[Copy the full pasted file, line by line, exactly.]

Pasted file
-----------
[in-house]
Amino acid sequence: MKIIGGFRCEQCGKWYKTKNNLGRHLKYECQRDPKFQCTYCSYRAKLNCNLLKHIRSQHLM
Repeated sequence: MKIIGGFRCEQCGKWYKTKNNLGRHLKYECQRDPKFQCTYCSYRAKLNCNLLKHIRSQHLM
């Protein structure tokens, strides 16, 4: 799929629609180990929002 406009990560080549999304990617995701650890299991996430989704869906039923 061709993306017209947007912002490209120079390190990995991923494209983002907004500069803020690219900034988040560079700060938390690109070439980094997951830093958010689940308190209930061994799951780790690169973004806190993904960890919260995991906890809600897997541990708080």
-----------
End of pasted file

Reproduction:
[in-house]
Amino acid sequence: MKIIGGFRCEQCGKWYKTKNNLGRHLKYECQRDPKFQCTYCSYRAKLNCNLLKHIRSQHLM
Repeated sequence: MKIIGGFRCEQCGKWYKTKNNLGRHLKYECQRDPKFQCTYCSYRAKLNCNLLKHIRSQHLM
């Protein structure tokens, strides 16, 4: 799929629609180990929002 406009990560080549999304990617995701650890299991996430989704869906039923 061709993306017209947007912002490209120079390190990995991923494209983002907004500069803020690219900034988040560079700060938390690109070439980094997951830093958010689940308190209930061994799951780790690169973004806190993904960890919260995991906890809600897997541990708080």